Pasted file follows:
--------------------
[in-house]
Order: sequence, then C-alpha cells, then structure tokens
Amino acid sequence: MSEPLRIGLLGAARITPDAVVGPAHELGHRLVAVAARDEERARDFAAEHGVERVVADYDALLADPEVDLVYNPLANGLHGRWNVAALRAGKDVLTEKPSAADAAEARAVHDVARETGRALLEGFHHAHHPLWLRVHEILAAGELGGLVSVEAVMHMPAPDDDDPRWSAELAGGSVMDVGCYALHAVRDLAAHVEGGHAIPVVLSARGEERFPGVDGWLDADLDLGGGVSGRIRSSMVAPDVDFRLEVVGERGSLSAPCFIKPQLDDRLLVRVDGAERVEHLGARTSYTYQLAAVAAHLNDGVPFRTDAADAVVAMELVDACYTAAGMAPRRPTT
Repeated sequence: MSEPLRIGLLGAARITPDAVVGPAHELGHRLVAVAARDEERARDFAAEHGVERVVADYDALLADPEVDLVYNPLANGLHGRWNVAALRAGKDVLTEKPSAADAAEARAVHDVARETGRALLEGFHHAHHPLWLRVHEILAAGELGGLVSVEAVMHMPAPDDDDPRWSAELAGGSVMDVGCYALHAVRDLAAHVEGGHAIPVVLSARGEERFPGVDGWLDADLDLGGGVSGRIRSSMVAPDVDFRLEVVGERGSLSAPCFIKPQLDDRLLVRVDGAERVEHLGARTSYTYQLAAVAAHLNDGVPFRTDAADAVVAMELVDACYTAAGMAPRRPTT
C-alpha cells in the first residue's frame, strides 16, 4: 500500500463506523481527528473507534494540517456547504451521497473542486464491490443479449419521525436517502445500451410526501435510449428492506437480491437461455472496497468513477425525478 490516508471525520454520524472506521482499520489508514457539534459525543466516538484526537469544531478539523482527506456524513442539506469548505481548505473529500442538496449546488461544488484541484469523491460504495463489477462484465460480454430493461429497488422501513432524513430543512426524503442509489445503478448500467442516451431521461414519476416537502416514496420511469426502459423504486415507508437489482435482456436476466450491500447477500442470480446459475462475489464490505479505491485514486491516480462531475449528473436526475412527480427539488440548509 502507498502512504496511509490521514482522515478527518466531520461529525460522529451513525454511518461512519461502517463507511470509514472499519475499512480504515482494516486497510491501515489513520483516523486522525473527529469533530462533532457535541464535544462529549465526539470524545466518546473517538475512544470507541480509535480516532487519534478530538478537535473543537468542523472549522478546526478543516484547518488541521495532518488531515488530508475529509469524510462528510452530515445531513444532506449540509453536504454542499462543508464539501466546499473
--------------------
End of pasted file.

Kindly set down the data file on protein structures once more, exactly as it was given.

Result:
[in-house]
Order: sequence, then C-alpha cells, then structure tokens
Amino acid sequence: MSEPLRIGLLGAARITPDAVVGPAHELGHRLVAVAARDEERARDFAAEHGVERVVADYDALLADPEVDLVYNPLANGLHGRWNVAALRAGKDVLTEKPSAADAAEARAVHDVARETGRALLEGFHHAHHPLWLRVHEILAAGELGGLVSVEAVMHMPAPDDDDPRWSAELAGGSVMDVGCYALHAVRDLAAHVEGGHAIPVVLSARGEERFPGVDGWLDADLDLGGGVSGRIRSSMVAPDVDFRLEVVGERGSLSAPCFIKPQLDDRLLVRVDGAERVEHLGARTSYTYQLAAVAAHLNDGVPFRTDAADAVVAMELVDACYTAAGMAPRRPTT
Repeated sequence: MSEPLRIGLLGAARITPDAVVGPAHELGHRLVAVAARDEERARDFAAEHGVERVVADYDALLADPEVDLVYNPLANGLHGRWNVAALRAGKDVLTEKPSAADAAEARAVHDVARETGRALLEGFHHAHHPLWLRVHEILAAGELGGLVSVEAVMHMPAPDDDDPRWSAELAGGSVMDVGCYALHAVRDLAAHVEGGHAIPVVLSARGEERFPGVDGWLDADLDLGGGVSGRIRSSMVAPDVDFRLEVVGERGSLSAPCFIKPQLDDRLLVRVDGAERVEHLGARTSYTYQLAAVAAHLNDGVPFRTDAADAVVAMELVDACYTAAGMAPRRPTT
C-alpha cells in the first residue's frame, strides 16, 4: 500500500463506523481527528473507534494540517456547504451521497473542486464491490443479449419521525436517502445500451410526501435510449428492506437480491437461455472496497468513477425525478 490516508471525520454520524472506521482499520489508514457539534459525543466516538484526537469544531478539523482527506456524513442539506469548505481548505473529500442538496449546488461544488484541484469523491460504495463489477462484465460480454430493461429497488422501513432524513430543512426524503442509489445503478448500467442516451431521461414519476416537502416514496420511469426502459423504486415507508437489482435482456436476466450491500447477500442470480446459475462475489464490505479505491485514486491516480462531475449528473436526475412527480427539488440548509 502507498502512504496511509490521514482522515478527518466531520461529525460522529451513525454511518461512519461502517463507511470509514472499519475499512480504515482494516486497510491501515489513520483516523486522525473527529469533530462533532457535541464535544462529549465526539470524545466518546473517538475512544470507541480509535480516532487519534478530538478537535473543537468542523472549522478546526478543516484547518488541521495532518488531515488530508475529509469524510462528510452530515445531513444532506449540509453536504454542499462543508464539501466546499473